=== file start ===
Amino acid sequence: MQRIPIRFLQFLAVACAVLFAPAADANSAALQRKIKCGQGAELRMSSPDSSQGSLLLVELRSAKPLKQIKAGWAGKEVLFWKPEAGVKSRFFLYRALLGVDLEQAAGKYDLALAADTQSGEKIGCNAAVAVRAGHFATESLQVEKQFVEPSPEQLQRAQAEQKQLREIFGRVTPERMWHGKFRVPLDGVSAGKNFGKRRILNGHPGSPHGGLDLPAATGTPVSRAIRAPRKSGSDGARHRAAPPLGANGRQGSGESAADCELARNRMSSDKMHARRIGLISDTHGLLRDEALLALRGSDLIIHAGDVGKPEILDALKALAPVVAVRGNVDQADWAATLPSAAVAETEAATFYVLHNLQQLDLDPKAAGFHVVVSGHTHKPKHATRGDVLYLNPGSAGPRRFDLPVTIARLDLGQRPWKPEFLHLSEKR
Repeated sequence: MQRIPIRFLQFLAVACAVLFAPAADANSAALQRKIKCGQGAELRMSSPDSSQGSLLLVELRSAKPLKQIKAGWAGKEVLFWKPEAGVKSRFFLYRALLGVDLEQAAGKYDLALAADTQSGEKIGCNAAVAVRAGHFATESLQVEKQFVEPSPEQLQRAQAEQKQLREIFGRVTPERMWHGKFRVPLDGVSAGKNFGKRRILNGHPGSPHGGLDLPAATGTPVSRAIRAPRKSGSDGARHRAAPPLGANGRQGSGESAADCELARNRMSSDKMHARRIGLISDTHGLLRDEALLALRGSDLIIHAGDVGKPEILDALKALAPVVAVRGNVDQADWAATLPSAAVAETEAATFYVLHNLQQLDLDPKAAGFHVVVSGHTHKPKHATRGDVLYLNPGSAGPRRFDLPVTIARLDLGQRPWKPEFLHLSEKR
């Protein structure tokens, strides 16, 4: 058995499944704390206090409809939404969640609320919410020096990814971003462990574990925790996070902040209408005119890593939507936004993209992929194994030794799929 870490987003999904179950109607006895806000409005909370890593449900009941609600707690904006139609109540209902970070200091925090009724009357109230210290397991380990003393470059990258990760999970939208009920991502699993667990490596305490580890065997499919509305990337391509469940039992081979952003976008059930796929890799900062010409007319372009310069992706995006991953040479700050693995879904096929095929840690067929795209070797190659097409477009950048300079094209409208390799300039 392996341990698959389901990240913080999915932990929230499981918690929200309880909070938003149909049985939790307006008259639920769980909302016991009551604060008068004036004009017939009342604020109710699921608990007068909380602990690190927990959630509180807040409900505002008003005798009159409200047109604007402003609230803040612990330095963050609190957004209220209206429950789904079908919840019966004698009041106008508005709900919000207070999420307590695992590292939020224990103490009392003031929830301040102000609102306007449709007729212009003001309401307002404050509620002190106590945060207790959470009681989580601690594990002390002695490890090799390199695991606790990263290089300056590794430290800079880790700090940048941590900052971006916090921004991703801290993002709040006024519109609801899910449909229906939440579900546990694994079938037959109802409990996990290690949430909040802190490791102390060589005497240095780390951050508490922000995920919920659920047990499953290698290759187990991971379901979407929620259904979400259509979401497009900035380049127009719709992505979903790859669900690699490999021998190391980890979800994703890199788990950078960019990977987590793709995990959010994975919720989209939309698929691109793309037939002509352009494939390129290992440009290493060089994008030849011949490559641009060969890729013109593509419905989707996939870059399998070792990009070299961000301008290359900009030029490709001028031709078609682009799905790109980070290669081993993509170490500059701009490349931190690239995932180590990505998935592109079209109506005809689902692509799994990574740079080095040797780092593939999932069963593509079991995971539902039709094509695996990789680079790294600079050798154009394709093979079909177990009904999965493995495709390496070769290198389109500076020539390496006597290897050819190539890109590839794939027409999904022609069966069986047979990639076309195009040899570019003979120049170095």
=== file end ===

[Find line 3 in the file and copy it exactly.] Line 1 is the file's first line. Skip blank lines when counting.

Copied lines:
């Protein structure tokens, strides 16, 4: 058995499944704390206090409809939404969640609320919410020096990814971003462990574990925790996070902040209408005119890593939507936004993209992929194994030794799929 870490987003999904179950109607006895806000409005909370890593449900009941609600707690904006139609109540209902970070200091925090009724009357109230210290397991380990003393470059990258990760999970939208009920991502699993667990490596305490580890065997499919509305990337391509469940039992081979952003976008059930796929890799900062010409007319372009310069992706995006991953040479700050693995879904096929095929840690067929795209070797190659097409477009950048300079094209409208390799300039 392996341990698959389901990240913080999915932990929230499981918690929200309880909070938003149909049985939790307006008259639920769980909302016991009551604060008068004036004009017939009342604020109710699921608990007068909380602990690190927990959630509180807040409900505002008003005798009159409200047109604007402003609230803040612990330095963050609190957004209220209206429950789904079908919840019966004698009041106008508005709900919000207070999420307590695992590292939020224990103490009392003031929830301040102000609102306007449709007729212009003001309401307002404050509620002190106590945060207790959470009681989580601690594990002390002695490890090799390199695991606790990263290089300056590794430290800079880790700090940048941590900052971006916090921004991703801290993002709040006024519109609801899910449909229906939440579900546990694994079938037959109802409990996990290690949430909040802190490791102390060589005497240095780390951050508490922000995920919920659920047990499953290698290759187990991971379901979407929620259904979400259509979401497009900035380049127009719709992505979903790859669900690699490999021998190391980890979800994703890199788990950078960019990977987590793709995990959010994975919720989209939309698929691109793309037939002509352009494939390129290992440009290493060089994008030849011949490559641009060969890729013109593509419905989707996939870059399998070792990009070299961000301008290359900009030029490709001028031709078609682009799905790109980070290669081993993509170490500059701009490349931190690239995932180590990505998935592109079209109506005809689902692509799994990574740079080095040797780092593939999932069963593509079991995971539902039709094509695996990789680079790294600079050798154009394709093979079909177990009904999965493995495709390496070769290198389109500076020539390496006597290897050819190539890109590839794939027409999904022609069966069986047979990639076309195009040899570019003979120049170095």